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Dental Definition – Impacted Tooth

    Definition: An impacted tooth is a tooth that has failed to erupt through the gum and has grown improperly inside of the gum/jaw. This is a serious problem and is usually only correctable via surgery.

    If you’re like most people, you’re probably wondering what an impacted tooth is. And, if you’re anything like us, you’re probably concerned about the potential consequences of having one. In this blog post, we’re going to explore the definition of an impacted tooth and the different classifications that are associated with it. We’ll also discuss the different causes of impacted teeth, and how you can properly treat them. By the end of this post, you’ll have a better understanding of what an impacted tooth is and the potential consequences that can come with it. So, be sure to read on for all the details you need to know about impacted teeth.

    What Is An Impacted Tooth?

    It can be tough to know when you might have an impacted tooth. Symptoms can vary depending on the severity of the case, but generally, an impacted tooth will be stuck and unable to erupt through the gum line. This can cause pain and infection, and in some cases, it may even require surgery to remove the tooth. Thankfully, there are a number of ways to treat an impacted tooth – so don’t panic if you start experiencing symptoms.

    If you suspect that you have an impacted tooth, your first step should be to visit your dentist for a consultation. During this appointment, your dentist will take x-rays of your teeth to determine which ones are impacted and whether or not treatment is necessary. Depending on the severity of the case, treatment options may include pulling or surgery. If surgery is required, your dentist will outline all of the potential risks and benefits involved in having the tooth removed. In any case, it’s important to seek out professional help as soon as possible if you experience any pain or discomfort from an impacted tooth.

    Classifications Of Impacted Teeth

    There are many different types of impacted teeth, and each has its own classification. Partial bony impaction is when the crown of the tooth has exited the gum line but the root is still encased in bone. Complete bony impaction is when the crown and root of the tooth are both encased in bone and not visible. Soft tissue impaction is when the crown of the tooth is visible but the root is not yet erupted through the gum line. The partial eruption occurs when the crown of the tooth has exited the gum line but the root is still partially covered. Complete eruption occurs when the entire tooth is visible.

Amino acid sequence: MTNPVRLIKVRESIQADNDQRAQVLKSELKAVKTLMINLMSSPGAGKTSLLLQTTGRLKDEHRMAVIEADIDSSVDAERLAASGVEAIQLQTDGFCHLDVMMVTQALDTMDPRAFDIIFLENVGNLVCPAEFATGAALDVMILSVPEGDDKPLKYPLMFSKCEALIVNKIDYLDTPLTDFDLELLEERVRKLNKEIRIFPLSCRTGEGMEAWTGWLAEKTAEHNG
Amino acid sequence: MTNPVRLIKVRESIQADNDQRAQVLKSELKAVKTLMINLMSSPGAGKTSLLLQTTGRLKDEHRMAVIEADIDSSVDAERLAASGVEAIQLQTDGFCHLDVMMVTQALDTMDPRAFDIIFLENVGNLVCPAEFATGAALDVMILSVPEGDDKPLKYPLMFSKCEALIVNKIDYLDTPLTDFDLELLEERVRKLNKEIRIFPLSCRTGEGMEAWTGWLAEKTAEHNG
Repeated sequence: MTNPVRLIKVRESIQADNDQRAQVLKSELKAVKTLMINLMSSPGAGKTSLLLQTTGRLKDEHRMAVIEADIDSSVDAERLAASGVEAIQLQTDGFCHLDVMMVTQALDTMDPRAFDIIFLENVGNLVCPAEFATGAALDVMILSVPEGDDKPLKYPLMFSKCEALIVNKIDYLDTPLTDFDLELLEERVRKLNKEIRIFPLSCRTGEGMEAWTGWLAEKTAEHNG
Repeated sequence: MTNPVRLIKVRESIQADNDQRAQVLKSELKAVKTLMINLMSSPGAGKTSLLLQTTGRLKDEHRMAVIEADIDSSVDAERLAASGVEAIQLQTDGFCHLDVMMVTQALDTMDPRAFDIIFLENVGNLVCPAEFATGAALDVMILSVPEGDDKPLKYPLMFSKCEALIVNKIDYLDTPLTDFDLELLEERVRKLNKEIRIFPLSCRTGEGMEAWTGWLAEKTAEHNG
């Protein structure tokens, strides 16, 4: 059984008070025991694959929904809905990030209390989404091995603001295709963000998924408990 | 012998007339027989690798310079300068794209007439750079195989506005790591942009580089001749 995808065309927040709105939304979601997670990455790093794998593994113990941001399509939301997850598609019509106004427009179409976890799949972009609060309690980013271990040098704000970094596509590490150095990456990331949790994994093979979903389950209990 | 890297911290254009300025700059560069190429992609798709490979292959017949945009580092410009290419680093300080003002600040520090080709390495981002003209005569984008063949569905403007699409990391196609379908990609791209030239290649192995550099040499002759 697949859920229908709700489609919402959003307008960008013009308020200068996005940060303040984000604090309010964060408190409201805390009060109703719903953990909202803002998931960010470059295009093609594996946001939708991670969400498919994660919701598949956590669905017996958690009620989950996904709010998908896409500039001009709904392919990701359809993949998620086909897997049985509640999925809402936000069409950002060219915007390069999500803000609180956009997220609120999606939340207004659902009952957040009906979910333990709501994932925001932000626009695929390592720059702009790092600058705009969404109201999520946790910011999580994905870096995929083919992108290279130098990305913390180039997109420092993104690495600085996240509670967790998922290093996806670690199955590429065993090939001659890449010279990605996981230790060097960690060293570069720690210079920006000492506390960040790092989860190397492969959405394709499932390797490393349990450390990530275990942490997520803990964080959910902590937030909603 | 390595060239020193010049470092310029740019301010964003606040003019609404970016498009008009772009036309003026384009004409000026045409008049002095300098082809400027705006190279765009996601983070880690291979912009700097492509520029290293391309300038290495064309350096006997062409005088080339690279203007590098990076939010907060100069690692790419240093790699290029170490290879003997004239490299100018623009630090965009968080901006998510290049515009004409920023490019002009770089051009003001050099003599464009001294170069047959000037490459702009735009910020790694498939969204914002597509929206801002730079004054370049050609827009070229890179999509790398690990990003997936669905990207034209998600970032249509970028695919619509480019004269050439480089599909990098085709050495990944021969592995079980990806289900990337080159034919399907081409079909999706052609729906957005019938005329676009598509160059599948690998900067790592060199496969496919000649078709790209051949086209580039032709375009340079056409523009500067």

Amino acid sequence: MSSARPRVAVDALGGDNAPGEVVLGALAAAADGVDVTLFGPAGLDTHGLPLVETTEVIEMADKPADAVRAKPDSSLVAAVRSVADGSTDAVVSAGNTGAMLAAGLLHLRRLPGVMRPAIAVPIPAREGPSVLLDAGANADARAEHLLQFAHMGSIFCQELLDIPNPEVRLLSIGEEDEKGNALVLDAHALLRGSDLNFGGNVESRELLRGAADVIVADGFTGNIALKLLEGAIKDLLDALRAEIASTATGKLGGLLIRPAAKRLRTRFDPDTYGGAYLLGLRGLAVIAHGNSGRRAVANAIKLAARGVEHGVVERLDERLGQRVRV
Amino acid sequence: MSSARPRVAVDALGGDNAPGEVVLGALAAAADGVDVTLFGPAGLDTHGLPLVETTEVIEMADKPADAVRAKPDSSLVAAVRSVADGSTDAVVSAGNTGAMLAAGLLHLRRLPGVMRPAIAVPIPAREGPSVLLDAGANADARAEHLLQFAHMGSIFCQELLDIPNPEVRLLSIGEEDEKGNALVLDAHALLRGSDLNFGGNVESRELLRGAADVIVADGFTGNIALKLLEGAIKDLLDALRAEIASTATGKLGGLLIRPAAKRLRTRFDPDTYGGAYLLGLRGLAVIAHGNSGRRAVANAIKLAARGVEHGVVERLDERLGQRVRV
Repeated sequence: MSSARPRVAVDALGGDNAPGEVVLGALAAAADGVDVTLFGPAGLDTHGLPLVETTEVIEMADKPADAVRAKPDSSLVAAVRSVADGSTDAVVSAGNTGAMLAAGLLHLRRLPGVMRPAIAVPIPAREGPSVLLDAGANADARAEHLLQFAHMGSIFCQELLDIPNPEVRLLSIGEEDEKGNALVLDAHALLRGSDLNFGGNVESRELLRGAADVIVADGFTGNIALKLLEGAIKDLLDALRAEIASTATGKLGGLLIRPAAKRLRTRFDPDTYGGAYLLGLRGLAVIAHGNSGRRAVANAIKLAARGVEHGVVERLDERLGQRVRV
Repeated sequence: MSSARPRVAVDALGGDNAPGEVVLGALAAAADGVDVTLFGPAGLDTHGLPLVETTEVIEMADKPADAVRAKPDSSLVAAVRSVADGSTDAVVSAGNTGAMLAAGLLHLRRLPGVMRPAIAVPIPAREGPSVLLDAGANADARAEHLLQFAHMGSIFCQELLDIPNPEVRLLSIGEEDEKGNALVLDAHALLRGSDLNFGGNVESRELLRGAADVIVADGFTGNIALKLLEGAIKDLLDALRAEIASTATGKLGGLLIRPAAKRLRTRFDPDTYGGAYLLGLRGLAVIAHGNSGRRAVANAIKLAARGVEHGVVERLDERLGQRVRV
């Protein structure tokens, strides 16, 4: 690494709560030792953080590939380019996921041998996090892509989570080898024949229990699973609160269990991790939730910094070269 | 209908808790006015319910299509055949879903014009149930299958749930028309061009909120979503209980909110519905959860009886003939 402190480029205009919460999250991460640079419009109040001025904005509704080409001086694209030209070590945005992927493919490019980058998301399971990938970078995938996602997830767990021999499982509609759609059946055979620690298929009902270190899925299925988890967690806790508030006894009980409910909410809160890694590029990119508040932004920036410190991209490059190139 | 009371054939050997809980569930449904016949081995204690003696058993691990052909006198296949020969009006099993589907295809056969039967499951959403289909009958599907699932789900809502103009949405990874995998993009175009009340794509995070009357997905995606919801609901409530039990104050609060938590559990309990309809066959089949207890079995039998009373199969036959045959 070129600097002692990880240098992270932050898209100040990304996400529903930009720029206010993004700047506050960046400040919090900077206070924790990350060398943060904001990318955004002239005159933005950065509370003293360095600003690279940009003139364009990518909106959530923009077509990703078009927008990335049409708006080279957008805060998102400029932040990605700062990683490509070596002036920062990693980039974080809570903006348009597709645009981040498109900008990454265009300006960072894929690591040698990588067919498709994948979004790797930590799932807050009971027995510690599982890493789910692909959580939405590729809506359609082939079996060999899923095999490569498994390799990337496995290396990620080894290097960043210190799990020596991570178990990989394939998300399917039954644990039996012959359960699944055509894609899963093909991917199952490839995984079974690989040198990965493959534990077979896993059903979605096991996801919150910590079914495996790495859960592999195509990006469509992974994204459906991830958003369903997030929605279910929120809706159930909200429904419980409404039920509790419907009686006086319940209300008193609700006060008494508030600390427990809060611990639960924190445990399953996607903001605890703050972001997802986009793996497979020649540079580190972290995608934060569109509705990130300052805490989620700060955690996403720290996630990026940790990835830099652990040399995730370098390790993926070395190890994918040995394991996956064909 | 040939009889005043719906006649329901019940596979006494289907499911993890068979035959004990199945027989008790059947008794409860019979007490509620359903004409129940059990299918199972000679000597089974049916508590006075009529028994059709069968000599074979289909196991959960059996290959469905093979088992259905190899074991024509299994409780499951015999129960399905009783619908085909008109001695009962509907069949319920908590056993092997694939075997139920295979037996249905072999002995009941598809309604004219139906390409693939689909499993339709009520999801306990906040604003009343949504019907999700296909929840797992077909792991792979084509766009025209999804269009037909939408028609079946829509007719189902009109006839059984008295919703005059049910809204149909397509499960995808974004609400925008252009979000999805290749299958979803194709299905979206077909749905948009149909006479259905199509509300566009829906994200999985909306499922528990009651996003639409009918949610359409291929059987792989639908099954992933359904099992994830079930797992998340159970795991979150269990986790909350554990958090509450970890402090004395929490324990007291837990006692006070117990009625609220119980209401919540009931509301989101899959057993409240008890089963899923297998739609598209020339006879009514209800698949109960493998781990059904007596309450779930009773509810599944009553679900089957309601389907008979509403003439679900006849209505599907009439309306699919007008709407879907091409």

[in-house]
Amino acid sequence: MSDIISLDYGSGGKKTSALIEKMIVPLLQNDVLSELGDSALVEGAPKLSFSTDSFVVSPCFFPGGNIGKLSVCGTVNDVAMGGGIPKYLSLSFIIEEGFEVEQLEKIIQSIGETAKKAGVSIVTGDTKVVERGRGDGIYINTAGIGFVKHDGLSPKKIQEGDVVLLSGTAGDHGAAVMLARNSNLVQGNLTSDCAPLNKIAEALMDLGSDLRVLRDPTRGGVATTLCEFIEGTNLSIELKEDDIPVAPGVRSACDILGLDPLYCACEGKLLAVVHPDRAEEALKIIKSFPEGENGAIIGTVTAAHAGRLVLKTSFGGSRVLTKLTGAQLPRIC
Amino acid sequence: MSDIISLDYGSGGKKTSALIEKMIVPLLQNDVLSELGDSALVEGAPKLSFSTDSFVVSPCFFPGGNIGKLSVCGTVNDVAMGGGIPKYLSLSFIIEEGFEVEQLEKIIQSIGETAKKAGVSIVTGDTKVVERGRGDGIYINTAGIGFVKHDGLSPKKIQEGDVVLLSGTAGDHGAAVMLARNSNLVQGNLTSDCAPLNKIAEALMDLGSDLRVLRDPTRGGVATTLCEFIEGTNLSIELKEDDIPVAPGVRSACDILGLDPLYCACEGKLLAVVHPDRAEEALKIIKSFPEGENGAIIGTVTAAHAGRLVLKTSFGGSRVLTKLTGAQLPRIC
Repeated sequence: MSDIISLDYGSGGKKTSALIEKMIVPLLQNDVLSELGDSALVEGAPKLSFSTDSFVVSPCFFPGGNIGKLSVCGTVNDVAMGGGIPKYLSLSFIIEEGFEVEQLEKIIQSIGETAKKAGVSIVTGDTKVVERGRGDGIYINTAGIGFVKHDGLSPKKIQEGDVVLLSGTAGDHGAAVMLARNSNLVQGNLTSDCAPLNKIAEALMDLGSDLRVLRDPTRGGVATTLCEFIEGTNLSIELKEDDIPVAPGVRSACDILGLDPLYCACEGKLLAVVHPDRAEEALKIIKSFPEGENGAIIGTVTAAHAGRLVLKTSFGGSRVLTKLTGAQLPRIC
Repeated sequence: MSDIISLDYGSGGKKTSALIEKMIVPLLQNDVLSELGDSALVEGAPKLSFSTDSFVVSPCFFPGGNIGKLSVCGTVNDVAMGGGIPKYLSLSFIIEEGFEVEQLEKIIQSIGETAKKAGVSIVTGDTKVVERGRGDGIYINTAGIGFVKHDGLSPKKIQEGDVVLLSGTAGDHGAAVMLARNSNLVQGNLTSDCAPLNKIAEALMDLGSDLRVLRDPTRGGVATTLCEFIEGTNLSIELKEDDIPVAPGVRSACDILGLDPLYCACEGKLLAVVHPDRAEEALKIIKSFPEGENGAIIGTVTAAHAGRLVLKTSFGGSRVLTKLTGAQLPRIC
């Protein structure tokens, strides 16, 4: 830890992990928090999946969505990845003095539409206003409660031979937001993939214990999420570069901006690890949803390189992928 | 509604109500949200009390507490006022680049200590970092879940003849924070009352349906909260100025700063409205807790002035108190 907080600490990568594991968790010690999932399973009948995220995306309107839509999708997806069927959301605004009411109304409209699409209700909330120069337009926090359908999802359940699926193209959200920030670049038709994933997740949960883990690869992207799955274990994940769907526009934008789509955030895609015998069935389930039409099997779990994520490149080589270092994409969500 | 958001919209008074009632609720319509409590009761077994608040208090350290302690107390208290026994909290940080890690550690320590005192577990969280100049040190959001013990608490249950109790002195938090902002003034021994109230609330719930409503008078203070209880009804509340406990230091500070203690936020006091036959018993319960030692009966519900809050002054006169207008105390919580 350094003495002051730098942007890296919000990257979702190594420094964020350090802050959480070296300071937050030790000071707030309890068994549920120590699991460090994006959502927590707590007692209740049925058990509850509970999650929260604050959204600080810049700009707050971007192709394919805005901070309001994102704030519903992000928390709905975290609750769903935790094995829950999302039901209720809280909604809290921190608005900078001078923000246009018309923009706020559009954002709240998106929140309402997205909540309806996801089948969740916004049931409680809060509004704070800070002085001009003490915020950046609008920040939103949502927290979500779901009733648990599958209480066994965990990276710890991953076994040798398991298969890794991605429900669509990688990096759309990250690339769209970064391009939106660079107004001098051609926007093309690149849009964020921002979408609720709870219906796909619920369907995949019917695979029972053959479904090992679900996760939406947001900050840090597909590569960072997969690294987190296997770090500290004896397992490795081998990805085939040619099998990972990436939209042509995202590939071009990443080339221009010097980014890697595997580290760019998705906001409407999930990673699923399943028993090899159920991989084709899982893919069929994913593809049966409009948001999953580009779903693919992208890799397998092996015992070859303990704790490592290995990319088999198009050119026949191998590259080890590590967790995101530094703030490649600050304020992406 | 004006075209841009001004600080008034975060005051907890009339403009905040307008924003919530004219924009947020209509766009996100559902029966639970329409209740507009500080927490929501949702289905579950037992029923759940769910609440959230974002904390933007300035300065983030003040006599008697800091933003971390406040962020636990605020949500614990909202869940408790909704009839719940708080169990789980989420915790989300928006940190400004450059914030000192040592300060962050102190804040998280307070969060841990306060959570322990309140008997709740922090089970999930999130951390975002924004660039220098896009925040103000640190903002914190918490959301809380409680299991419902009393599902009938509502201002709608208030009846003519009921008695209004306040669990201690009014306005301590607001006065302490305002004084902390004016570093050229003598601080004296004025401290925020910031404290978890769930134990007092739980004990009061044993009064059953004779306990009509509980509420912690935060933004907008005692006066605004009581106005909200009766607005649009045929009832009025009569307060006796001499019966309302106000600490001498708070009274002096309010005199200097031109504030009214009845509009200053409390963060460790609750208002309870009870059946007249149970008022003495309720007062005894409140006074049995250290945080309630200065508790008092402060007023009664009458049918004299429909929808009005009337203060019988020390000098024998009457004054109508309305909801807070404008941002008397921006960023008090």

Impacted teeth can be a source of great pain, and it’s important to know which type of impaction your tooth possesses so that you can get treatment as soon as possible. The sooner you get treatment, the better chance you have for a successful outcome. If you think that your tooth may be impacted, schedule an appointment with your dentist today to have it checked out.

    What Causes Impacted Teeth?

    Teeth are one of the most important parts of our body, and they play a crucial role in our overall health. Teeth come in all shapes and sizes, and each one is essential for our oral health. However, teeth can also become impacted – which means that they have failed to erupt fully into the dental arch. Impacted teeth can be caused by any number of things, and they may not always be easy to identify. However, by understanding what causes impacted teeth, you can start to take steps to treat them.

    A tooth that has failed to erupt fully into the dental arch may be caused by any number of things including overcrowding, malpositioned teeth, extra teeth, or even genetics. Overcrowding is particularly common in children, as their mouths grow faster than adults. Malpositioned teeth can often result from childhood accidents or from chewing on hard objects too frequently. Extra teeth can develop due to tooth decay or jaw surgery (such as corrective jaw surgery). Impacted teeth may also form if a tooth isn’t removed during orthodontic treatment or corrective jaw surgery – both of which are common practices today.

    Treatment for impacted teeth typically involves either removal (through a surgical procedure such as extraction or root canal) or treatment with an oral appliance such as a retainer or cap. Removal may be necessary if the impacted tooth is causing significant pain or if it’s interfering with your daily activities. In some cases, treatment with an oral appliance may be enough to resolve the issue without any surgical intervention at all. Orthodontics and corrective jaw surgery are also options for treating impacted teeth; however, these procedures will usually require several visits over time in order to achieve optimal results.

    As you can see, resolving an impacted tooth can involve a variety of different treatments depending on the cause and severity of the problem. By understanding what causes them and seeking out appropriate help early on, you drastically improve your chances of success regarding this issue!

    In Short

    An impacted tooth is a tooth that has not erupted into the mouth or has only partially erupted. Impacted teeth are classified according to their position in the mouth and the degree of impaction. Impacted teeth can be caused by a variety of factors, including overcrowding, malpositioning of the teeth, and trauma.